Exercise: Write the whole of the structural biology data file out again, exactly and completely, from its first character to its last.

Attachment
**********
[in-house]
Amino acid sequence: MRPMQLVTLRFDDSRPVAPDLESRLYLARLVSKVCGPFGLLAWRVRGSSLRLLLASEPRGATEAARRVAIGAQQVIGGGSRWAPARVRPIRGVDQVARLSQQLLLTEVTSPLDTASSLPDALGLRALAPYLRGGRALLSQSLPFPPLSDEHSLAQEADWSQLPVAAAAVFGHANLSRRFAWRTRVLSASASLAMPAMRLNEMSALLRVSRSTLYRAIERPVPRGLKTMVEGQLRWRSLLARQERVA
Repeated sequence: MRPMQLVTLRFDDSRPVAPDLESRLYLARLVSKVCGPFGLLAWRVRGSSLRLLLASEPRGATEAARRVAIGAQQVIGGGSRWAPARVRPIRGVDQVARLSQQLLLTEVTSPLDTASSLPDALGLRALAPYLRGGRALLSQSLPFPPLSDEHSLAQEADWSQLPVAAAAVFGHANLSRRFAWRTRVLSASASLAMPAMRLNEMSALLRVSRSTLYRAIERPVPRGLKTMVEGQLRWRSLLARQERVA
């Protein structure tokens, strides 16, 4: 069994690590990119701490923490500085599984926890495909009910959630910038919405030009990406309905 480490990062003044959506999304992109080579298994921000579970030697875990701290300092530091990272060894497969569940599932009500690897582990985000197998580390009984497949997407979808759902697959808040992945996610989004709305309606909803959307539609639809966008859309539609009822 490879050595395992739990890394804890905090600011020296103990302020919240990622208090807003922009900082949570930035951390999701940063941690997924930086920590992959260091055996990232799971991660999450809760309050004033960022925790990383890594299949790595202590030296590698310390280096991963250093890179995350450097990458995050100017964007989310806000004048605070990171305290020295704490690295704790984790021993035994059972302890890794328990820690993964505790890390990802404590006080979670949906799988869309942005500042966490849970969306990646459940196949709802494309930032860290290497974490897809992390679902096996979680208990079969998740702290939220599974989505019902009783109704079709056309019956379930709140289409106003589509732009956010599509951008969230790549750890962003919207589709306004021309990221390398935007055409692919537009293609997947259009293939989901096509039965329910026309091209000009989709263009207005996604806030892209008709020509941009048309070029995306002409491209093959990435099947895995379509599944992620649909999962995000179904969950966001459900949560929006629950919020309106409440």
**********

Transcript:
[in-house]
Amino acid sequence: MRPMQLVTLRFDDSRPVAPDLESRLYLARLVSKVCGPFGLLAWRVRGSSLRLLLASEPRGATEAARRVAIGAQQVIGGGSRWAPARVRPIRGVDQVARLSQQLLLTEVTSPLDTASSLPDALGLRALAPYLRGGRALLSQSLPFPPLSDEHSLAQEADWSQLPVAAAAVFGHANLSRRFAWRTRVLSASASLAMPAMRLNEMSALLRVSRSTLYRAIERPVPRGLKTMVEGQLRWRSLLARQERVA
Repeated sequence: MRPMQLVTLRFDDSRPVAPDLESRLYLARLVSKVCGPFGLLAWRVRGSSLRLLLASEPRGATEAARRVAIGAQQVIGGGSRWAPARVRPIRGVDQVARLSQQLLLTEVTSPLDTASSLPDALGLRALAPYLRGGRALLSQSLPFPPLSDEHSLAQEADWSQLPVAAAAVFGHANLSRRFAWRTRVLSASASLAMPAMRLNEMSALLRVSRSTLYRAIERPVPRGLKTMVEGQLRWRSLLARQERVA
């Protein structure tokens, strides 16, 4: 069994690590990119701490923490500085599984926890495909009910959630910038919405030009990406309905 480490990062003044959506999304992109080579298994921000579970030697875990701290300092530091990272060894497969569940599932009500690897582990985000197998580390009984497949997407979808759902697959808040992945996610989004709305309606909803959307539609639809966008859309539609009822 490879050595395992739990890394804890905090600011020296103990302020919240990622208090807003922009900082949570930035951390999701940063941690997924930086920590992959260091055996990232799971991660999450809760309050004033960022925790990383890594299949790595202590030296590698310390280096991963250093890179995350450097990458995050100017964007989310806000004048605070990171305290020295704490690295704790984790021993035994059972302890890794328990820690993964505790890390990802404590006080979670949906799988869309942005500042966490849970969306990646459940196949709802494309930032860290290497974490897809992390679902096996979680208990079969998740702290939220599974989505019902009783109704079709056309019956379930709140289409106003589509732009956010599509951008969230790549750890962003919207589709306004021309990221390398935007055409692919537009293609997947259009293939989901096509039965329910026309091209000009989709263009207005996604806030892209008709020509941009048309070029995306002409491209093959990435099947895995379509599944992620649909999962995000179904969950966001459900949560929006629950919020309106409440």